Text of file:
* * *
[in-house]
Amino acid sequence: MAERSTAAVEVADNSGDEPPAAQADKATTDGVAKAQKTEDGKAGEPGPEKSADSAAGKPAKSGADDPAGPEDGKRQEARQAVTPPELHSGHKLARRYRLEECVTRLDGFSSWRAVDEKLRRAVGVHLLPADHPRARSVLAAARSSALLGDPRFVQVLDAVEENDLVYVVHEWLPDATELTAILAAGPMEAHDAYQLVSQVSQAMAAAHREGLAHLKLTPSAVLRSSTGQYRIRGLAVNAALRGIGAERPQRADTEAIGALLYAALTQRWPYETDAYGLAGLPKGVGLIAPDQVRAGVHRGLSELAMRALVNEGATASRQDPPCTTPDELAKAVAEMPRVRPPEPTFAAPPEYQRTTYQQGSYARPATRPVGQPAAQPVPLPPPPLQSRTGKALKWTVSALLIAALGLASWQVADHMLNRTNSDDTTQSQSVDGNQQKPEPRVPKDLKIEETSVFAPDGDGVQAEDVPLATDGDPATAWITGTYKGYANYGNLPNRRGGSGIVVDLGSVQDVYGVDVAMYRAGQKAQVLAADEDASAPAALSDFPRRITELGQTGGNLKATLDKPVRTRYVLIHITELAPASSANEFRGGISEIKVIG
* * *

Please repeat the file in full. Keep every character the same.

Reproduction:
[in-house]
Amino acid sequence: MAERSTAAVEVADNSGDEPPAAQADKATTDGVAKAQKTEDGKAGEPGPEKSADSAAGKPAKSGADDPAGPEDGKRQEARQAVTPPELHSGHKLARRYRLEECVTRLDGFSSWRAVDEKLRRAVGVHLLPADHPRARSVLAAARSSALLGDPRFVQVLDAVEENDLVYVVHEWLPDATELTAILAAGPMEAHDAYQLVSQVSQAMAAAHREGLAHLKLTPSAVLRSSTGQYRIRGLAVNAALRGIGAERPQRADTEAIGALLYAALTQRWPYETDAYGLAGLPKGVGLIAPDQVRAGVHRGLSELAMRALVNEGATASRQDPPCTTPDELAKAVAEMPRVRPPEPTFAAPPEYQRTTYQQGSYARPATRPVGQPAAQPVPLPPPPLQSRTGKALKWTVSALLIAALGLASWQVADHMLNRTNSDDTTQSQSVDGNQQKPEPRVPKDLKIEETSVFAPDGDGVQAEDVPLATDGDPATAWITGTYKGYANYGNLPNRRGGSGIVVDLGSVQDVYGVDVAMYRAGQKAQVLAADEDASAPAALSDFPRRITELGQTGGNLKATLDKPVRTRYVLIHITELAPASSANEFRGGISEIKVIG